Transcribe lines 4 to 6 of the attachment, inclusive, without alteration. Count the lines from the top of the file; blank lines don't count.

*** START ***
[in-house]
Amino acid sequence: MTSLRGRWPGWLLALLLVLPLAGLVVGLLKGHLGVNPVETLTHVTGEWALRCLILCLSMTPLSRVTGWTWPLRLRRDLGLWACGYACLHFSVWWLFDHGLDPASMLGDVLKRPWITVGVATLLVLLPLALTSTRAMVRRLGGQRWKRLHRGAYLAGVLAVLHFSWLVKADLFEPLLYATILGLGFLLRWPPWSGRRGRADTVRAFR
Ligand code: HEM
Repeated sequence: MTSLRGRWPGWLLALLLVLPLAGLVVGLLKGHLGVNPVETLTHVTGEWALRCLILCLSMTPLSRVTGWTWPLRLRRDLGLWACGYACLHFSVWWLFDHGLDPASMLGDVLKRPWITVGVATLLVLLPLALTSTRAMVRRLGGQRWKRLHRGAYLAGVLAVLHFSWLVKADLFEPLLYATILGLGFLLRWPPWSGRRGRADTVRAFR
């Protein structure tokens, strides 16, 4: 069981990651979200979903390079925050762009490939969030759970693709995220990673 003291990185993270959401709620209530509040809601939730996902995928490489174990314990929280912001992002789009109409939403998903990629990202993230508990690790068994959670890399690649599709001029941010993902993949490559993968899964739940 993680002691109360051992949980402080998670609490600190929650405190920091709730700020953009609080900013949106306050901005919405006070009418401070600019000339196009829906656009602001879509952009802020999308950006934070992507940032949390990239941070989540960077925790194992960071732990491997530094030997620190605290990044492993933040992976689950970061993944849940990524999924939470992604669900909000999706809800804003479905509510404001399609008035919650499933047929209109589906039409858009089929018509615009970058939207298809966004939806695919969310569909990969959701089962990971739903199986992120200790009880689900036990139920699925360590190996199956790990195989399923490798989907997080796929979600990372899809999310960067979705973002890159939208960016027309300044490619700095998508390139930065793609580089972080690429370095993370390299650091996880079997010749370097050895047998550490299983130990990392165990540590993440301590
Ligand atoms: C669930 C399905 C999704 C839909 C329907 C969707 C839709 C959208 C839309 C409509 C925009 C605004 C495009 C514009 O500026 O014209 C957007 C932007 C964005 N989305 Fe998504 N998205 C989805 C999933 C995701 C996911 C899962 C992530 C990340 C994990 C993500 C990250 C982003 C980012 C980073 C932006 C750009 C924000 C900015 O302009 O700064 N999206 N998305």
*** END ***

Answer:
Repeated sequence: MTSLRGRWPGWLLALLLVLPLAGLVVGLLKGHLGVNPVETLTHVTGEWALRCLILCLSMTPLSRVTGWTWPLRLRRDLGLWACGYACLHFSVWWLFDHGLDPASMLGDVLKRPWITVGVATLLVLLPLALTSTRAMVRRLGGQRWKRLHRGAYLAGVLAVLHFSWLVKADLFEPLLYATILGLGFLLRWPPWSGRRGRADTVRAFR
């Protein structure tokens, strides 16, 4: 069981990651979200979903390079925050762009490939969030759970693709995220990673 003291990185993270959401709620209530509040809601939730996902995928490489174990314990929280912001992002789009109409939403998903990629990202993230508990690790068994959670890399690649599709001029941010993902993949490559993968899964739940 993680002691109360051992949980402080998670609490600190929650405190920091709730700020953009609080900013949106306050901005919405006070009418401070600019000339196009829906656009602001879509952009802020999308950006934070992507940032949390990239941070989540960077925790194992960071732990491997530094030997620190605290990044492993933040992976689950970061993944849940990524999924939470992604669900909000999706809800804003479905509510404001399609008035919650499933047929209109589906039409858009089929018509615009970058939207298809966004939806695919969310569909990969959701089962990971739903199986992120200790009880689900036990139920699925360590190996199956790990195989399923490798989907997080796929979600990372899809999310960067979705973002890159939208960016027309300044490619700095998508390139930065793609580089972080690429370095993370390299650091996880079997010749370097050895047998550490299983130990990392165990540590993440301590
Ligand atoms: C669930 C399905 C999704 C839909 C329907 C969707 C839709 C959208 C839309 C409509 C925009 C605004 C495009 C514009 O500026 O014209 C957007 C932007 C964005 N989305 Fe998504 N998205 C989805 C999933 C995701 C996911 C899962 C992530 C990340 C994990 C993500 C990250 C982003 C980012 C980073 C932006 C750009 C924000 C900015 O302009 O700064 N999206 N998305």